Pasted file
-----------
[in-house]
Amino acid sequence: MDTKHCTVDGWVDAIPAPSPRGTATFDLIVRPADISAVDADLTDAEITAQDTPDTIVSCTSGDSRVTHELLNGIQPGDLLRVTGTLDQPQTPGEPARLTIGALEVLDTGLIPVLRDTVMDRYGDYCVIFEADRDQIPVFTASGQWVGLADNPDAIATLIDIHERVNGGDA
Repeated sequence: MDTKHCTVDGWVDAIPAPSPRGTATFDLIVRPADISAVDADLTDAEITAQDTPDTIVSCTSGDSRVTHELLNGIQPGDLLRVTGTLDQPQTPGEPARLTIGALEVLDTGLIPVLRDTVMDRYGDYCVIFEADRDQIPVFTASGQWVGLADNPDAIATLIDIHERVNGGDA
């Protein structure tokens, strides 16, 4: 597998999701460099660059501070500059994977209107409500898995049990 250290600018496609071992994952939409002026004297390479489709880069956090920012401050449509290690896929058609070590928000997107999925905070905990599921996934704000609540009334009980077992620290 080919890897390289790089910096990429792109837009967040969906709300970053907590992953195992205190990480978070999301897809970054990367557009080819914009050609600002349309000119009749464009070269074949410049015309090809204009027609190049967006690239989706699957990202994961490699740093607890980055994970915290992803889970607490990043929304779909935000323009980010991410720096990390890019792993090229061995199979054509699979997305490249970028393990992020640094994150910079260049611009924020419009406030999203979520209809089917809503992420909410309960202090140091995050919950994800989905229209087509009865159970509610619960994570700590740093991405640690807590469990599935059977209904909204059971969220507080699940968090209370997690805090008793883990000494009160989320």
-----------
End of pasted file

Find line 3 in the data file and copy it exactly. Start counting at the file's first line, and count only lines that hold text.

Repeated sequence: MDTKHCTVDGWVDAIPAPSPRGTATFDLIVRPADISAVDADLTDAEITAQDTPDTIVSCTSGDSRVTHELLNGIQPGDLLRVTGTLDQPQTPGEPARLTIGALEVLDTGLIPVLRDTVMDRYGDYCVIFEADRDQIPVFTASGQWVGLADNPDAIATLIDIHERVNGGDA